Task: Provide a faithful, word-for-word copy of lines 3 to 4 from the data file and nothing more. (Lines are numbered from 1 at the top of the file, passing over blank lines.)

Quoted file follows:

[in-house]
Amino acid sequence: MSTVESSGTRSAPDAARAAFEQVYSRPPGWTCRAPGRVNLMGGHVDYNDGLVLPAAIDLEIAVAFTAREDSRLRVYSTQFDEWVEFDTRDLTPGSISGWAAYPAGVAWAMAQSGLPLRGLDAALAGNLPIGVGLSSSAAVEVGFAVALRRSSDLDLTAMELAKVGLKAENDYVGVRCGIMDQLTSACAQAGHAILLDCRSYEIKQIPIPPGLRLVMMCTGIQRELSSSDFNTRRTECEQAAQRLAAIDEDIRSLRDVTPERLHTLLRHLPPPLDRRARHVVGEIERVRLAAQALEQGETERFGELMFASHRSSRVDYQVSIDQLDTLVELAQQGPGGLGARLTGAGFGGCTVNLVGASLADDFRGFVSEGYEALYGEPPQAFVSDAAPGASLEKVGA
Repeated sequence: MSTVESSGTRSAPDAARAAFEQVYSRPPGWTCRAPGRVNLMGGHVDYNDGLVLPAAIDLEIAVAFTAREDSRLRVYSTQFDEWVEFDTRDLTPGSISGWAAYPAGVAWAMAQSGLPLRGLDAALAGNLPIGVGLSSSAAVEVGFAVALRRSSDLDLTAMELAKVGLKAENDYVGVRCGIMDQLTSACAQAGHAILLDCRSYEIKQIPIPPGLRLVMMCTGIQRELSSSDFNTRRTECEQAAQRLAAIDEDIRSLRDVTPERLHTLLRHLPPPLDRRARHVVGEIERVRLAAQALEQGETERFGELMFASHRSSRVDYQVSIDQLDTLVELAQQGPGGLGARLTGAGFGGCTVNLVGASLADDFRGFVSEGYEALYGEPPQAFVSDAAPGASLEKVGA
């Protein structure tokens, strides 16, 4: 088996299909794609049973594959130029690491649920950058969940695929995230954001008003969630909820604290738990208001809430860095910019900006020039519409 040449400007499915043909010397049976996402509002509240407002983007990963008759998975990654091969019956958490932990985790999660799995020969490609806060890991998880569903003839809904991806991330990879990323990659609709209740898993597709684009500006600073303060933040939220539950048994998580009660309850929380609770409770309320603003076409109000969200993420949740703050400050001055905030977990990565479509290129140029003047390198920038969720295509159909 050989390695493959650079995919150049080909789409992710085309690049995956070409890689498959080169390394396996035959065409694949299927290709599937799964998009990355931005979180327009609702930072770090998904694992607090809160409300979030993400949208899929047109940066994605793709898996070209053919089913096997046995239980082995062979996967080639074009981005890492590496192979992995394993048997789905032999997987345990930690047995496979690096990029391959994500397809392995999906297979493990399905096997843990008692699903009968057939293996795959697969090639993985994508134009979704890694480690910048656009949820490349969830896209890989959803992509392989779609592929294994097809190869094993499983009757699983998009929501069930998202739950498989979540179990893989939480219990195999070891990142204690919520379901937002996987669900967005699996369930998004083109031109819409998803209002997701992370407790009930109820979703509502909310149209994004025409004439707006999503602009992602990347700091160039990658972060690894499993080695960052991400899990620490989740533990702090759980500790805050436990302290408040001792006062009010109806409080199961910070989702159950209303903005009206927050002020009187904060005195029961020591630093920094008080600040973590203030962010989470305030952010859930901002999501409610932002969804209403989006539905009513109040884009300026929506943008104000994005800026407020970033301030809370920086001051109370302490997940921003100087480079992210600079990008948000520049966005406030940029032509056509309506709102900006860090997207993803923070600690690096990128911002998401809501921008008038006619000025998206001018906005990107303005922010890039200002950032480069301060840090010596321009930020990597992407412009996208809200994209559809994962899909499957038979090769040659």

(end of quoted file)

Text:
Repeated sequence: MSTVESSGTRSAPDAARAAFEQVYSRPPGWTCRAPGRVNLMGGHVDYNDGLVLPAAIDLEIAVAFTAREDSRLRVYSTQFDEWVEFDTRDLTPGSISGWAAYPAGVAWAMAQSGLPLRGLDAALAGNLPIGVGLSSSAAVEVGFAVALRRSSDLDLTAMELAKVGLKAENDYVGVRCGIMDQLTSACAQAGHAILLDCRSYEIKQIPIPPGLRLVMMCTGIQRELSSSDFNTRRTECEQAAQRLAAIDEDIRSLRDVTPERLHTLLRHLPPPLDRRARHVVGEIERVRLAAQALEQGETERFGELMFASHRSSRVDYQVSIDQLDTLVELAQQGPGGLGARLTGAGFGGCTVNLVGASLADDFRGFVSEGYEALYGEPPQAFVSDAAPGASLEKVGA
């Protein structure tokens, strides 16, 4: 088996299909794609049973594959130029690491649920950058969940695929995230954001008003969630909820604290738990208001809430860095910019900006020039519409 040449400007499915043909010397049976996402509002509240407002983007990963008759998975990654091969019956958490932990985790999660799995020969490609806060890991998880569903003839809904991806991330990879990323990659609709209740898993597709684009500006600073303060933040939220539950048994998580009660309850929380609770409770309320603003076409109000969200993420949740703050400050001055905030977990990565479509290129140029003047390198920038969720295509159909 050989390695493959650079995919150049080909789409992710085309690049995956070409890689498959080169390394396996035959065409694949299927290709599937799964998009990355931005979180327009609702930072770090998904694992607090809160409300979030993400949208899929047109940066994605793709898996070209053919089913096997046995239980082995062979996967080639074009981005890492590496192979992995394993048997789905032999997987345990930690047995496979690096990029391959994500397809392995999906297979493990399905096997843990008692699903009968057939293996795959697969090639993985994508134009979704890694480690910048656009949820490349969830896209890989959803992509392989779609592929294994097809190869094993499983009757699983998009929501069930998202739950498989979540179990893989939480219990195999070891990142204690919520379901937002996987669900967005699996369930998004083109031109819409998803209002997701992370407790009930109820979703509502909310149209994004025409004439707006999503602009992602990347700091160039990658972060690894499993080695960052991400899990620490989740533990702090759980500790805050436990302290408040001792006062009010109806409080199961910070989702159950209303903005009206927050002020009187904060005195029961020591630093920094008080600040973590203030962010989470305030952010859930901002999501409610932002969804209403989006539905009513109040884009300026929506943008104000994005800026407020970033301030809370920086001051109370302490997940921003100087480079992210600079990008948000520049966005406030940029032509056509309506709102900006860090997207993803923070600690690096990128911002998401809501921008008038006619000025998206001018906005990107303005922010890039200002950032480069301060840090010596321009930020990597992407412009996208809200994209559809994962899909499957038979090769040659």